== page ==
1. Manage expectations We think of retirement as a destination, a fixed point where everything changes, instantly and for the better, but as with every milestone that has come before, it is a process: We have to grow into it. Because retirement is long anticipated, we may expect that it should feel great right away, and when it doesn’t, we are surprised, frightened, and look for a cause. Either something is wrong with us, or that we’re doing it wrong, and we may get anxious or even depressed that we don’t feel wonderful. We may even second-guess our decision to retire at all. But really what’s happening is that we are misinterpreting the temporary and universal discomfort and growing pains of a new stage as a permanent and personal circumstance. Ease up on your expectations for how things should be and try to pay attention to how they actually do feel to you. Don’t feel pressured by the myth of the golden years, see this chapter as the transition it is. It will take time. It’s like a swimming pool, it won’t feel great at first, but trust you’ll adjust, and you’ll do so in a much more satisfying way if you can pay attention to your needs, likes, and dislikes. It helps to think of retirement as a landscape that you can craft to suit your needs, structure needs, social needs, physical needs. Remember too that those needs will change over time, so be flexible and attentive to the need to regroup with yourself and set out new plans for the shape of your days.

2. Distinguish worry time from planning time The flipside of the accomplishment of retirement is the recognition — sometimes very viscerally — that we are getting older. This can hit hard. Rather than trying to hide from this fact, tackle it head on. Eleanor Roosevelt famously said, “It takes as much time to worry as it does to plan.” It is not realistic for most of us to have no worries, but do your worrying on a schedule, rather than letting it take over any time. Don’t be in the dark about your fears, identify them, research them, fact check them and come up with a plan to either address them or decide that they are unfounded. Rather than getting overwhelmed with worry over finances or what happens if you get ill or injured, dig into what you need to learn, like how to hire a financial planner, or what are the long-term care options. It’s normal to have fears. It’s what we do with them that counts. No need to chide yourself about feeling afraid, but you will feel better faster as you learn what the distinction between “reacting” (with more fear) and “responding” (with thoughtfulness and facts) looks like at this stage of life. And remember this stage is not one thing: Think of the decades that preceded — there were so many subchapters and through-lines and detours, this stage will be similarly varied and evolving. Your worry time should be brief, as it won’t yield any benefits, your planning time on the other hand, will, even if it is stressful, be productive and impactful in allowing you to be responsive and proactive about your needs.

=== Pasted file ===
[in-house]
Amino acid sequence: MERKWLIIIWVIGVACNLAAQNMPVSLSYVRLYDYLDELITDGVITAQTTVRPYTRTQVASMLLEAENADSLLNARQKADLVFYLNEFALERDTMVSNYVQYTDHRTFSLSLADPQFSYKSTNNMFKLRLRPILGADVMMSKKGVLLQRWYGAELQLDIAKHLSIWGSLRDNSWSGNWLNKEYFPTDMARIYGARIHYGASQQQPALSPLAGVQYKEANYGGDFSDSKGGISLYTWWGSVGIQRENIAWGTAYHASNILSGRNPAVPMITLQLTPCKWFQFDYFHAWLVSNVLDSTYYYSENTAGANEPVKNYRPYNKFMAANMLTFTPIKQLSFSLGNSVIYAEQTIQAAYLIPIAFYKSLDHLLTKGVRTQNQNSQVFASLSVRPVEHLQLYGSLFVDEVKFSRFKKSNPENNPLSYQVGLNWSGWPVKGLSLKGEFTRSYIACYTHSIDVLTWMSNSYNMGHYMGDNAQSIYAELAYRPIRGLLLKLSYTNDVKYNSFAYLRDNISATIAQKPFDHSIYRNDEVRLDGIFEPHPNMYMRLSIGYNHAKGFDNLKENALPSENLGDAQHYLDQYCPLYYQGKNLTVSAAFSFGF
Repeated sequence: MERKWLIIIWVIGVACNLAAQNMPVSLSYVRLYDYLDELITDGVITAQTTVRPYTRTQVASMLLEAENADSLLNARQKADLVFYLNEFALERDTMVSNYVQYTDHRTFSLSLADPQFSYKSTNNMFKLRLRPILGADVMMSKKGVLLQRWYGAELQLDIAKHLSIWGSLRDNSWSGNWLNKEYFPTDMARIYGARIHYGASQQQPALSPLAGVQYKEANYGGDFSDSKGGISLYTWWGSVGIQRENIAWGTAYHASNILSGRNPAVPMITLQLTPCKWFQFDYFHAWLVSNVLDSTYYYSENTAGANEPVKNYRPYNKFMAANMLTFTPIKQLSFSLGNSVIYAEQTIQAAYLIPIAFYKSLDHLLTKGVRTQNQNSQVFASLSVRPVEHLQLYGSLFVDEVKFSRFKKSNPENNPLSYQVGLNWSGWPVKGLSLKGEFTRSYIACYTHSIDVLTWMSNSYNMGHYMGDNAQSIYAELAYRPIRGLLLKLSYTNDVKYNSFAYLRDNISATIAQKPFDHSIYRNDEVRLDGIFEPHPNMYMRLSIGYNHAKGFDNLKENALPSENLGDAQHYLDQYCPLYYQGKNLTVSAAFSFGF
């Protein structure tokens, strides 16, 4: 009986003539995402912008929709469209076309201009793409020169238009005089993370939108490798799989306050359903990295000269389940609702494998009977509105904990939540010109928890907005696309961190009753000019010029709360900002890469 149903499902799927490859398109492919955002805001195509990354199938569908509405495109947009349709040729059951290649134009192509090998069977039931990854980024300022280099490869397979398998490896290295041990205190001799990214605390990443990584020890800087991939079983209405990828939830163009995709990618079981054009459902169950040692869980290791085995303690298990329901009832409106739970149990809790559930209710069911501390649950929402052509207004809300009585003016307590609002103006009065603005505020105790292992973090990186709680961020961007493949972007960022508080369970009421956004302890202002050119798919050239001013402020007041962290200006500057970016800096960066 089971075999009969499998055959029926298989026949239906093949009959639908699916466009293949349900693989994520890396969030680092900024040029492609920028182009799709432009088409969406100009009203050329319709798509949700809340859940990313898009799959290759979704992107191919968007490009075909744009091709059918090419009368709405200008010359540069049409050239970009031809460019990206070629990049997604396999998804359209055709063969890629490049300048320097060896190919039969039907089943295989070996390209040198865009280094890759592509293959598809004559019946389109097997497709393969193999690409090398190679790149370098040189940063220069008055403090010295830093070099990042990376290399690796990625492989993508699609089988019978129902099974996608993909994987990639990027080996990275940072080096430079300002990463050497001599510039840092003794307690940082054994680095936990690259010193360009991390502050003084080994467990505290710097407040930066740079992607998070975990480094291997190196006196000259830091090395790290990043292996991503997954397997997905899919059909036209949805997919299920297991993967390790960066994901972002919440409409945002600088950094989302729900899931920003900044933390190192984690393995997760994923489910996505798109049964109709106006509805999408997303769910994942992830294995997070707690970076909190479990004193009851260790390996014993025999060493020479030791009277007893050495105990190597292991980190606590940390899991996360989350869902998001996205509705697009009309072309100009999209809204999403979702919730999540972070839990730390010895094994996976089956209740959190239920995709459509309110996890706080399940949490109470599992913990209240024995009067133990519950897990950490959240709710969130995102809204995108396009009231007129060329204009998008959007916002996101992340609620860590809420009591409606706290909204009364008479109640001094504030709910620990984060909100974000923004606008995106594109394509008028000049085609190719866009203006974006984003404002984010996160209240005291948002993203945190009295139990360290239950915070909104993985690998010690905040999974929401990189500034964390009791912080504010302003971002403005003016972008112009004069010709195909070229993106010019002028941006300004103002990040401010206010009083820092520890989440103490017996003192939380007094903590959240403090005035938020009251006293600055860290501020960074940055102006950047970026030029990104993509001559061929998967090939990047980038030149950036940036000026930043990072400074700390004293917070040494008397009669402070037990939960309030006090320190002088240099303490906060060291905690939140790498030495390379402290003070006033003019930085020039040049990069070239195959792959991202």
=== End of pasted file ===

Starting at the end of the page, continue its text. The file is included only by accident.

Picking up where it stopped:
3. Create new rhythms Ah — the bliss of unscheduled time — it sounds so great in theory, something that we may have longed for in those employment-intensive decades, but truth be told, we are creatures of habit. We may not miss work so much, but we may miss a schedule. The sudden lack of structure can be disorienting and even exhausting when we have to reinvent the wheel every day of what to do. Make a wish list of what you’d ideally like your ratio ofstructured time to free time to look like. Create a “mini-work day,” before it was 8 hours, now your workday may be condensed to a few hours, with the elements you would like — exercise, learning, errands, socializing — and decide when is your best time to do what. This structure is not set in stone, and should not feel limiting, instead, it should feel freeing having just enough predictability to make your days both more efficient and expansive and enjoyable.